So, to get the data into R, I OCR’d the PDF in Abbyy FineReader since this program allows for easy copying of table data by row or column. I only wanted column 1-2 and didn’t want to deal with the hassle of importing it with spreadsheet problems (which need a consistent separator, e.g. comma or space). Then I merged it with the megadataset to create a new version, 2.0d.

Then I created a subset of the data with variables of interest, and renamed them (otherwise results would be unwieldy). Intercorrelations are:

row.names Cousin% CoefInbreed IQ Islam S.in.DK
1 Cousin% 1.00 0.52 -0.59 0.78 -0.76
2 CoefInbreed 0.52 1.00 -0.28 0.40 -0.55
3 IQ -0.59 -0.28 1.00 -0.27 0.54
4 Islam 0.78 0.40 -0.27 1.00 -0.71
5 S.in.DK -0.76 -0.55 0.54 -0.71 1.00

 

Spearman’ correlations, which are probably better due to the non-normal data:

row.names Cousin% CoefInbreed IQ Islam S.in.DK
1 Cousin% 1.00 0.91 -0.63 0.67 -0.73
2 CoefInbreed 0.91 1.00 -0.55 0.61 -0.76
3 IQ -0.63 -0.55 1.00 -0.23 0.72
4 Islam 0.67 0.61 -0.23 1.00 -0.61
5 S.in.DK -0.73 -0.76 0.72 -0.61 1.00

 

The fairly high correlations of inbreeding measures with IQ and Islam mean that their contribution will likely be modest as incremental validity.

However, let’s try modeling them. I create 7 models of interest and compile the primary measure of interest from them, R2 adjusted, into an object. Looks like this:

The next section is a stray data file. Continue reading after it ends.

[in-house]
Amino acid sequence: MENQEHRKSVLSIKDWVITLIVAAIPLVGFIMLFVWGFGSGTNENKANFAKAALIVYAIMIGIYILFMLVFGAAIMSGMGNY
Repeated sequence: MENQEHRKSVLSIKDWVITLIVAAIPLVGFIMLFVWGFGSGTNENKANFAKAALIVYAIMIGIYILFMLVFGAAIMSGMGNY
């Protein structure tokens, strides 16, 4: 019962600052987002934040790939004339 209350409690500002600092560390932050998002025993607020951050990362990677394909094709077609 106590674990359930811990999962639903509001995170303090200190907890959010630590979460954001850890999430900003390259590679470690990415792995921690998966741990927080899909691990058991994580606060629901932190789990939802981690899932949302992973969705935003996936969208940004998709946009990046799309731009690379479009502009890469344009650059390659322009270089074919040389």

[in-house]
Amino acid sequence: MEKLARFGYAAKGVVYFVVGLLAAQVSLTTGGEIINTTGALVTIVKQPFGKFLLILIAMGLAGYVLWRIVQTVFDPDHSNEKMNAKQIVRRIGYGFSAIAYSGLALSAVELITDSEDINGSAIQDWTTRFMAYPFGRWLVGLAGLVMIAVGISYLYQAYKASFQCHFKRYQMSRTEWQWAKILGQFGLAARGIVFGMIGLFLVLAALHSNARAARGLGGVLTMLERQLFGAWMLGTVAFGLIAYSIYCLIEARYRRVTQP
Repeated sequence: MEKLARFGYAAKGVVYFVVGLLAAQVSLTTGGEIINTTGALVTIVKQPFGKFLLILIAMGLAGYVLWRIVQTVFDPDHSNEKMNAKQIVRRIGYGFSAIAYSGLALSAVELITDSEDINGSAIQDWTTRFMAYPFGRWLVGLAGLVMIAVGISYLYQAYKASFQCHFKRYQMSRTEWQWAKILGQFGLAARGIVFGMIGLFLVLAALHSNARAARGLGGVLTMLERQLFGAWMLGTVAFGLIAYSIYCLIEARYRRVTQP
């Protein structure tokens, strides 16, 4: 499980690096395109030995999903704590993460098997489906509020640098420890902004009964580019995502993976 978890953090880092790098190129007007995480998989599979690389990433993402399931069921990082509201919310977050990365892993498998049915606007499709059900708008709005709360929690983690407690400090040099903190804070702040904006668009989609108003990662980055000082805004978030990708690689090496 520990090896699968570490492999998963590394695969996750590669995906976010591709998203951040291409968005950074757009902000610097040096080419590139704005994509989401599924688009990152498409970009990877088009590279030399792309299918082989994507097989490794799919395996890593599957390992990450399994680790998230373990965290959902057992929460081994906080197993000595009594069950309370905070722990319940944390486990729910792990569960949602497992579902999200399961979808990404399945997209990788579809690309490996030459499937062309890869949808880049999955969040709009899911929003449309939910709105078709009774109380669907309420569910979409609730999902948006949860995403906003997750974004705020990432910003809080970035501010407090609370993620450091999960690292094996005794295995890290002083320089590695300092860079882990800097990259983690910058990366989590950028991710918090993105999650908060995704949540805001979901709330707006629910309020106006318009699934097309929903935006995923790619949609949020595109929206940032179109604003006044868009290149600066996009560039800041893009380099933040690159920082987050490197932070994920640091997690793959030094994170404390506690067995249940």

row.names R2 adj.
1 S.in.DK ~ IQ+Islam 0.5472850
2 S.in.DK ~ IQ+Islam+CousinPercent 0.6701305
3 S.in.DK ~ IQ+Islam+CoefInbreed 0.7489312
4 S.in.DK ~ Islam+CousinPercent 0.6776841
5 S.in.DK ~ Islam+CoefInbreed 0.7438711
6 S.in.DK ~ IQ+CousinPercent 0.5486674
7 S.in.DK ~ IQ+CoefInbreed 0.4979552

 

So we see that either of them adds a fair amount of incremental validity to the base model (line 1 vs. 2-3). They are in fact better than IQ if one substitutes them in (1 vs. 4-5). They can also substitute for Islam, but only with about the same predictive power (1 vs 6-7).

Replication for Norway

Replication for science is important. Let’s try Norwegian data. The Finnish and Dutch data are well-suited for this (too few immigrant groups, few outcome variables i.e. only crime)

Pearson intercorrelations:

row.names CousinPercent CoefInbreed IQ Islam S.in.NO
1 CousinPercent 1.00 0.52 -0.59 0.78 -0.78
2 CoefInbreed 0.52 1.00 -0.28 0.40 -0.46
3 IQ -0.59 -0.28 1.00 -0.27 0.60
4 Islam 0.78 0.40 -0.27 1.00 -0.72
5 S.in.NO -0.78 -0.46 0.60 -0.72 1.00

 

Spearman:

row.names CousinPercent CoefInbreed IQ Islam S.in.NO
1 CousinPercent 1.00 0.91 -0.63 0.67 -0.77
2 CoefInbreed 0.91 1.00 -0.55 0.61 -0.71
3 IQ -0.63 -0.55 1.00 -0.23 0.75
4 Islam 0.67 0.61 -0.23 1.00 -0.47
5 S.in.NO -0.77 -0.71 0.75 -0.47 1.00

 

These look fairly similar to Denmark.

And the regression results:

row.names R2 adj.
1 S.in.NO ~ IQ+Islam 0.5899682
2 S.in.NO ~ IQ+Islam+CousinPercent 0.7053999
3 S.in.NO ~ IQ+Islam+CoefInbreed 0.7077162
4 S.in.NO ~ Islam+CousinPercent 0.6826272
5 S.in.NO ~ Islam+CoefInbreed 0.6222364
6 S.in.NO ~ IQ+CousinPercent 0.6080922
7 S.in.NO ~ IQ+CoefInbreed 0.5460777